On May 25, 2023, the U.S. Supreme Court issued an opinion in the case of Sackett v. U.S. Environmental Protection Agency regarding the scope of regulatory powers applicable to wetlands and issued a more clear definition of “waters of the United States” covered by the Clean Water Act (“CWA”). In sum, the Court decided the definition established by the U.S. Environmental Protection Agency (EPA) and the U.S. Army Corps of Engineers (Corps) of regulated wetlands was too broad and should be restricted to property adjacent to a body of water with a “continuous surface connection” to that water. While the Sackett decision applies to wetlands matters, it may well have an impact on other environmental regulatory matters, as the decision certainly appears to restrain the Environmental Protection Agency’s authority to broadly interpret federal statutes.
The Court in Sackett clarifies that the CWA’s grant of regulatory powers over the “waters of the United States” does not confer power to the EPA and Corps to regulate wetlands that are “merely nearby” covered waters. Rather, the CWA extends only to those wetlands that are “as a practical matter indistinguishable from waters of the United States.”
The case began many years ago when Michael and Chantell Sackett purchased a half-acre lot within 300 feet of Priest Lake, an attractive recreation location for vacationers and residents. Priest Lake is one of the largest lakes in Idaho, spanning approximately 23,000 acres of beautiful water lying within the slopes of the Selkirk Mountains. The Sacketts’ lot was originally somewhat soggy but did not actually front the lake. The lot sits between roads to the north and the south. A large wetland drains into an unnamed tributary across the road to the north of the Sacketts’ lot. To the south of the Sacketts’ lot, there is another road, across which is a row of existing homes which front Priest Lake. The Sacketts obtained building permits from local authorities and began site preparation by filling parts of the lot with sand and gravel. The EPA and the Corps stepped in to stop the site work, finding that the Sacketts’ lot could not be filled without a wetlands permit under the CWA. These federal agencies found that the marshy quality of the Sacketts’ property rose to the level of “waters of the United States,” and had an impact on the environment of the nearby lake. Not only did they have to stop back-filling the lot, but the Sacketts were also ordered to remediate the already completed back-filled areas of their lot within five months or face penalties of $40,000 per day.
The EPA and the Corps had noted that parts of the lot which had yet to be filled with earth were either flooded or contained wetland vegetation, both factors these agencies have often used in determining whether a property is in a wetland. The site inspection report by the EPA stated that the Sacketts’ property, where no fill material had been placed, was inundated and ponded with groundwater. The EPA and the Corps had determined that the Sacketts’ lot contained wetlands, and the sand and gravel deposited there constituted pollution which had to be removed.
In their arguments to the Supreme Court, the EPA asserted that it had regulatory control over any “adjacent” wetlands that “possess a significant nexus to traditional navigable waters,” and that wetlands are “adjacent” when they are “neighboring” covered waters. Essentially, the arguments of the EPA would have granted the agency expansive powers over any wetlands nearby covered waters, even in cases such as the Sacketts’ where the connection (or nexus) identified by the EPA was not any direct surface connection of flowing water between the wetlands and lake, only that the environment of the lake might be affected. The Court rejected this position and declared that “‘adjacent’ cannot include wetlands that are merely nearby covered waters.” For government agencies to exercise control over wetlands through the CWA, the connection between the wetlands and covered waters cannot be attenuated, or even an underground connection; it must be a continuous, surface-level connection.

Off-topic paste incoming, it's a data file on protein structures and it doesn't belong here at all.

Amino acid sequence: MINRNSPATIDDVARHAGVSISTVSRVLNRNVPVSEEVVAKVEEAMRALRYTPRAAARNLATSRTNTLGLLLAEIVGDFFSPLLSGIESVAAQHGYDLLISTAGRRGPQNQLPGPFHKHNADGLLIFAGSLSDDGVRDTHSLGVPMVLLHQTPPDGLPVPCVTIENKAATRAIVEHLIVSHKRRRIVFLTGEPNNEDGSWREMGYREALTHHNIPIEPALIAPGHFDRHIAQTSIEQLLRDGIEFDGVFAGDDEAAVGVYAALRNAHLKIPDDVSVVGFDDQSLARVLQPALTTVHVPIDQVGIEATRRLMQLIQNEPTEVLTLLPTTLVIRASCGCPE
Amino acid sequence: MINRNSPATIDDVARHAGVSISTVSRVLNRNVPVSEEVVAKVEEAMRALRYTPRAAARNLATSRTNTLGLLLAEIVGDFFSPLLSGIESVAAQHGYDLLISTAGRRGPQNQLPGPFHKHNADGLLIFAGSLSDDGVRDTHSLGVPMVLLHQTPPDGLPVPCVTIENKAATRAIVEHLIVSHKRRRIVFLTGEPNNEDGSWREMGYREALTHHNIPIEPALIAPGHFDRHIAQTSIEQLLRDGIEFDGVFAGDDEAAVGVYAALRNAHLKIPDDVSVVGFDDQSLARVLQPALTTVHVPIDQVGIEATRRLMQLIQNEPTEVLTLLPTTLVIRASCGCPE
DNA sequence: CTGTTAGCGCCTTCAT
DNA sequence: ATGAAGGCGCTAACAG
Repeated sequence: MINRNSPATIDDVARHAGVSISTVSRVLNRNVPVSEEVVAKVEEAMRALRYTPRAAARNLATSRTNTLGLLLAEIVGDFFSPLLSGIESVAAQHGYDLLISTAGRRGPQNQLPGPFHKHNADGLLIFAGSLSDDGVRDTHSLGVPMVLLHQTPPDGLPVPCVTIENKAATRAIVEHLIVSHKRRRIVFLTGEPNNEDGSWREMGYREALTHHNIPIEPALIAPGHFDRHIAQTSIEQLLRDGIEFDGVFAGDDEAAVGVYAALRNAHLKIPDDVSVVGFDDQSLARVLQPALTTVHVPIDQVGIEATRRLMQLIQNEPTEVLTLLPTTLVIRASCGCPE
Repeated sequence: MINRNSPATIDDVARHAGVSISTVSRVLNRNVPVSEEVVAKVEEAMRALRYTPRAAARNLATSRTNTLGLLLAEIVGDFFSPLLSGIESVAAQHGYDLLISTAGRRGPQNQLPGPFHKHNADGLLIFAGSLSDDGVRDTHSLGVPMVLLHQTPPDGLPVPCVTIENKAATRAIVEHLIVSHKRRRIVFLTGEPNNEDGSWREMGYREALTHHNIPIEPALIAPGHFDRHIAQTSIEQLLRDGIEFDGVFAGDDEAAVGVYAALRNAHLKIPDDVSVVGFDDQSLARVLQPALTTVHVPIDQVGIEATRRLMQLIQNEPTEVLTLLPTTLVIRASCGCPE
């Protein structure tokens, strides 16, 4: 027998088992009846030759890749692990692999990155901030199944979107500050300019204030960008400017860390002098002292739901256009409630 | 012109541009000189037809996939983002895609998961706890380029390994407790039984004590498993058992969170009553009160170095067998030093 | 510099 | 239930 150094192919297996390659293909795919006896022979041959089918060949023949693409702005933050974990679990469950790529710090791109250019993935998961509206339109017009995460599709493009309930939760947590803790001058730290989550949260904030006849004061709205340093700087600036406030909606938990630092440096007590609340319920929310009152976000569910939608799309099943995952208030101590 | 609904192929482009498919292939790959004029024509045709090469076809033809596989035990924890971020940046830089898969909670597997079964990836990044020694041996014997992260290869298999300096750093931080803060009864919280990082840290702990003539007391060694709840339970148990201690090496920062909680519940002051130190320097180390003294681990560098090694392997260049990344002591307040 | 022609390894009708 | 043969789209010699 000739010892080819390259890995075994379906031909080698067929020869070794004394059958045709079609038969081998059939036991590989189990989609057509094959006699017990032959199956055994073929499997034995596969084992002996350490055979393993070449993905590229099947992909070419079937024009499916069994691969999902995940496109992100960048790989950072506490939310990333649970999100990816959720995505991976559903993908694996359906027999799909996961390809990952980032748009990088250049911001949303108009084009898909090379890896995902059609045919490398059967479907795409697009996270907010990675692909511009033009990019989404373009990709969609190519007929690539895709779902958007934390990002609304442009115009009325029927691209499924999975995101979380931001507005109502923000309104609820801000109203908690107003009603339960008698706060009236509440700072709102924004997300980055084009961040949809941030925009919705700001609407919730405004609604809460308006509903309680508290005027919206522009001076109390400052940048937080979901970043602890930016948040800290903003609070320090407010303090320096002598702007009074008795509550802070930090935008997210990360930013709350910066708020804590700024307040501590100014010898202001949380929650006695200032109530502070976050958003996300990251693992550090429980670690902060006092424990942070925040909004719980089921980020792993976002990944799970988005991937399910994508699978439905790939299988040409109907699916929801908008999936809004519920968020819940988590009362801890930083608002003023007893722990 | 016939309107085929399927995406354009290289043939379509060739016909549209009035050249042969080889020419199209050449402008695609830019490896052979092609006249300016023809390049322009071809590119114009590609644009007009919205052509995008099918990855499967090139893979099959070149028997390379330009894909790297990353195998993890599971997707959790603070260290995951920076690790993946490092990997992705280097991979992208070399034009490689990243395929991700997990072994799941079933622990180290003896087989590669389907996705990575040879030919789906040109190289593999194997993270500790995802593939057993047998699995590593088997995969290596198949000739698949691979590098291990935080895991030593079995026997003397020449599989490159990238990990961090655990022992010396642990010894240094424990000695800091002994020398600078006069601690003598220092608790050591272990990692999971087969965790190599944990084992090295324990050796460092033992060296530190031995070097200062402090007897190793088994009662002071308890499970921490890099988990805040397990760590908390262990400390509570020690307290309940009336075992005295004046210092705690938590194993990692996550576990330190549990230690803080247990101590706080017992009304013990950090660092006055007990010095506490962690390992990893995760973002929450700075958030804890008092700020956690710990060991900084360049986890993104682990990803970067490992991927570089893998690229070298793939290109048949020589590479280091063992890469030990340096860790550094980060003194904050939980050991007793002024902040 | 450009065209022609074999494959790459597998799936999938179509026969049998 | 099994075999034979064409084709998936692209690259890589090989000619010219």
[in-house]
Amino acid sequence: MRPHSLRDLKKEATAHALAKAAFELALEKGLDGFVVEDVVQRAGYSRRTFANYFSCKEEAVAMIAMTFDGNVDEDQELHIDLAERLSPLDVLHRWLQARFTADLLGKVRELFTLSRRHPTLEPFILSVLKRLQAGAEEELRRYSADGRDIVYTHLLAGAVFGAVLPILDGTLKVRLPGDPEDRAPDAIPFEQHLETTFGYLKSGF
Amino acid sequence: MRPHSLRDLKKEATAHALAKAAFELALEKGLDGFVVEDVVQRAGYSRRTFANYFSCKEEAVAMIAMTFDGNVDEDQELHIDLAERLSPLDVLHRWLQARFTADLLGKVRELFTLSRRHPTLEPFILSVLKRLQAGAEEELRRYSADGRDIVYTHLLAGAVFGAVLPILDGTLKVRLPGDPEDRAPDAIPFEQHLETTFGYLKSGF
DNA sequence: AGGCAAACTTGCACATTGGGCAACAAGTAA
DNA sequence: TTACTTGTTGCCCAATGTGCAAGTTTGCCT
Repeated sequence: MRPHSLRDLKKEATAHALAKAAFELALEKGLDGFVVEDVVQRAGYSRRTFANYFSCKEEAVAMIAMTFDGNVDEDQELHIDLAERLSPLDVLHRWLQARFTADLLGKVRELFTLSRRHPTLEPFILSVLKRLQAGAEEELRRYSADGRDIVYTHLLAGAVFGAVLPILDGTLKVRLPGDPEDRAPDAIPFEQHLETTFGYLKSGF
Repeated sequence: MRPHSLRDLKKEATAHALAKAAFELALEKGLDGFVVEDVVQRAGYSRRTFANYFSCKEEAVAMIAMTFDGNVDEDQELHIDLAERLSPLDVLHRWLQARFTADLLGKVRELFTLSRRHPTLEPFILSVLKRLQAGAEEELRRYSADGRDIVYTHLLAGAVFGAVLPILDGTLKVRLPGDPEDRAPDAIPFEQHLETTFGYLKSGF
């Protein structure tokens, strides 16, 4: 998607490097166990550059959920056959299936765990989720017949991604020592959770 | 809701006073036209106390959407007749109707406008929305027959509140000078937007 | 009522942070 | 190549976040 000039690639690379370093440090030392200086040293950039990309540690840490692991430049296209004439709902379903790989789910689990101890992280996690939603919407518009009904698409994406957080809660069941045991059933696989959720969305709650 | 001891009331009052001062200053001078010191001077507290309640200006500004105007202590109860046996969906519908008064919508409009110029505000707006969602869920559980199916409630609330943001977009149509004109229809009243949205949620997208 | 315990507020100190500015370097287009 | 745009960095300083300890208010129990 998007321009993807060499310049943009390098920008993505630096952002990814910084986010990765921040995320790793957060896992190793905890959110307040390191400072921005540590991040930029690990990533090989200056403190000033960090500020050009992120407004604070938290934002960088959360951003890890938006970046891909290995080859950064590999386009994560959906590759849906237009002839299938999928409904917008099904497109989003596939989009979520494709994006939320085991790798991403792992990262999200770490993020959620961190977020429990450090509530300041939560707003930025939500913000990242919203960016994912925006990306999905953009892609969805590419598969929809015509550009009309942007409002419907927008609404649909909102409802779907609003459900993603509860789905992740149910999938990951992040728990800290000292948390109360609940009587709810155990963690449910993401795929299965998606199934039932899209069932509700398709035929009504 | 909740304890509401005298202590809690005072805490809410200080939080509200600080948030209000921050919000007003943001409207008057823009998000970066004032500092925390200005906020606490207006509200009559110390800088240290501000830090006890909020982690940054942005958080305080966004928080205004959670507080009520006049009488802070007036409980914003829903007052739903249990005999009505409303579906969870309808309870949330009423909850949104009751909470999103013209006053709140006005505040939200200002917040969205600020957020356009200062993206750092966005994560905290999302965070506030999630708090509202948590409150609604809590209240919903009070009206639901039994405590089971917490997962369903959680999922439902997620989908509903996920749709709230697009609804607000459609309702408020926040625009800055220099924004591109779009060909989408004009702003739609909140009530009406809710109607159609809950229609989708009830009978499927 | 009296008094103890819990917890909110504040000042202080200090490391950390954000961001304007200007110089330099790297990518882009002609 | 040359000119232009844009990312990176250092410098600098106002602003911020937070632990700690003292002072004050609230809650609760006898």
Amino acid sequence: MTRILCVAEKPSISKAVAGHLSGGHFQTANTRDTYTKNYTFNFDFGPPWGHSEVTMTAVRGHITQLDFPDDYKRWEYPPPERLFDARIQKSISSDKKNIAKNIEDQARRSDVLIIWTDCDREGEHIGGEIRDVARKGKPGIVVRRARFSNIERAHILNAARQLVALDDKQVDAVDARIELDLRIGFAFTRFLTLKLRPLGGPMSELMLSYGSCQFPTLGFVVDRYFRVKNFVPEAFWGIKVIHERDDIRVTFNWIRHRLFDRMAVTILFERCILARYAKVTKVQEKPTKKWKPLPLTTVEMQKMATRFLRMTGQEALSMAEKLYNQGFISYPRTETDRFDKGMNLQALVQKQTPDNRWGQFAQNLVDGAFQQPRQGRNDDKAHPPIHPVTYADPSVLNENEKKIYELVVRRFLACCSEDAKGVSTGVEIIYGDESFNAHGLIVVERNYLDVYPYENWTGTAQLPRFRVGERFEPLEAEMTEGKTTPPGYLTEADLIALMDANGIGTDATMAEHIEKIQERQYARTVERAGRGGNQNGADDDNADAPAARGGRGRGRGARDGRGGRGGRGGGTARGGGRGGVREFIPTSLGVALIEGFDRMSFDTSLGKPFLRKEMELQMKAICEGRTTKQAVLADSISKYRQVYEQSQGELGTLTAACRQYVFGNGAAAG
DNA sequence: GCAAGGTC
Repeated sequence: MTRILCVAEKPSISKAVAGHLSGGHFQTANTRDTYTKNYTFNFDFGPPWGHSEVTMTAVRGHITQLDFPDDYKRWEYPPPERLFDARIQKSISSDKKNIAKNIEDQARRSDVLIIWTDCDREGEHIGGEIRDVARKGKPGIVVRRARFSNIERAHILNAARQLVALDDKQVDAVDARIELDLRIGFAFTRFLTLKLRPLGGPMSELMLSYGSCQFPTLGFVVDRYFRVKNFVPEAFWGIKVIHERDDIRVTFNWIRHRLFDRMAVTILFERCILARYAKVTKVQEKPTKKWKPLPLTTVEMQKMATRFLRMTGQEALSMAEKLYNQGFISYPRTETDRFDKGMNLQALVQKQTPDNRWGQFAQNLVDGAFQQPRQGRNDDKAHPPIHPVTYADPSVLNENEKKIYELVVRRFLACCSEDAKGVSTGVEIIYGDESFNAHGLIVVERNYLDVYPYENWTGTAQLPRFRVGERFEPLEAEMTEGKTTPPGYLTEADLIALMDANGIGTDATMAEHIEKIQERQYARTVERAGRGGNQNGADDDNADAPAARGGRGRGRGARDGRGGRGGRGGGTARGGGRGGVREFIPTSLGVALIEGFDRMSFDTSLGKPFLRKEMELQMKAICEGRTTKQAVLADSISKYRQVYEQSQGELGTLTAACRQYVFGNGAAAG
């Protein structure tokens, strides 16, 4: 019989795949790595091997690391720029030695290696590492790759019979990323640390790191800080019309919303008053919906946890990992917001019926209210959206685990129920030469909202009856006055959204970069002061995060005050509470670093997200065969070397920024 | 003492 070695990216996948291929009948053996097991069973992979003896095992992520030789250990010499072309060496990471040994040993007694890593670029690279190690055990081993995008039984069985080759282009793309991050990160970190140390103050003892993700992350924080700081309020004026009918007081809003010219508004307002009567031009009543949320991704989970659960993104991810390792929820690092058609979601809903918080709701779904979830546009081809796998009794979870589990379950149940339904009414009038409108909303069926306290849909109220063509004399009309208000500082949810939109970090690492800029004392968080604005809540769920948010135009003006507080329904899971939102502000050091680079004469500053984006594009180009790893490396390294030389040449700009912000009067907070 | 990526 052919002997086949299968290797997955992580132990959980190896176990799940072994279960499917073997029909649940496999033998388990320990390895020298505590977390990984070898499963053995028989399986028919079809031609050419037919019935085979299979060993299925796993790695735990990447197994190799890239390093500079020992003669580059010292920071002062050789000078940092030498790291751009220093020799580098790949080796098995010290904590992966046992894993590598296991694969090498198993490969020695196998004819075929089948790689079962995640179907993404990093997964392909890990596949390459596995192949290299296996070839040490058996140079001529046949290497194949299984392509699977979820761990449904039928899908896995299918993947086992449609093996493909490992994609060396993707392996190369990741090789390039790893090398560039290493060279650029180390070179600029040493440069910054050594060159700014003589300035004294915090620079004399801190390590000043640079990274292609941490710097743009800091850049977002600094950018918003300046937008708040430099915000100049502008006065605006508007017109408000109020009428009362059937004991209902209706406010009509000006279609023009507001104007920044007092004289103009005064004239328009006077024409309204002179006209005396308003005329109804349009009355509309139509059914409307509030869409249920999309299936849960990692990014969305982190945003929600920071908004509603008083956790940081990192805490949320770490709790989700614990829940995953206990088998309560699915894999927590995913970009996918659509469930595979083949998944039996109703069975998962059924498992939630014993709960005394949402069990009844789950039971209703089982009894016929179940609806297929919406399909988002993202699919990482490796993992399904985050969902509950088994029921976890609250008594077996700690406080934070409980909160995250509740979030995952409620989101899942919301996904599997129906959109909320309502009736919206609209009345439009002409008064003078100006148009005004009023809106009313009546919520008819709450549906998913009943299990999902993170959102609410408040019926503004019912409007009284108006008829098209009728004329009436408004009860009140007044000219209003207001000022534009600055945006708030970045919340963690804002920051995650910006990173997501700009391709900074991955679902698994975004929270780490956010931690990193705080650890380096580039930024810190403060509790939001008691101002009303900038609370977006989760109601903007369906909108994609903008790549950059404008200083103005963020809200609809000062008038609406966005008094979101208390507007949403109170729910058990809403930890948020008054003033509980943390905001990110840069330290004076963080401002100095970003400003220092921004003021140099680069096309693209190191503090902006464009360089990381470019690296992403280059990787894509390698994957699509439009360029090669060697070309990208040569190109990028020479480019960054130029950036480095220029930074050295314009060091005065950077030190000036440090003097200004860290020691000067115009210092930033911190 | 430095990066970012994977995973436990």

With this decision, the Court set forth a definition of “waters of the United States” which is far narrower than the definitions previously proposed by the regulatory agencies. As set forth in Sackett, “the waters of the United States” include “only those relatively permanent, standing or continuously flowing bodies of water ‘forming geographical features’ that are described in ordinary parlance as ‘streams, oceans, rivers, and lakes.” The Court next endorsed a two-part test, first set forth in the case of Rapanos v. United States, to establish whether any particular wetlands are “indistinguishable from waters of the United States,” namely:
The land must be “adjacent” to a body of water which constitutes “waters of the United States” under the newly endorsed definition above.
The wetland must have a continuous surface connection to that water.
Importantly, while the Rapanos decision had only received a 4-vote plurality, the Sackett decision’s doctrine is established by a 5-4 majority. While 4 justices did not join in the Majority Opinion setting forth the new definition of “waters of the United States,” all 9 justices agreed that EPA had overstepped its authority in claiming jurisdiction over the Sacketts’ property.
The Sackett decision provides long-needed clarity for developers and other large property owners regarding soggy or wet ground by establishing clearer definitions and rules that help determine whether a particular property may properly fall under the regulatory powers of US government agencies. Yet, beyond property-related wetlands considerations, environmental legal observers will likely be discussing the impact of Sackett on other environmental regulatory matters for many years to come.
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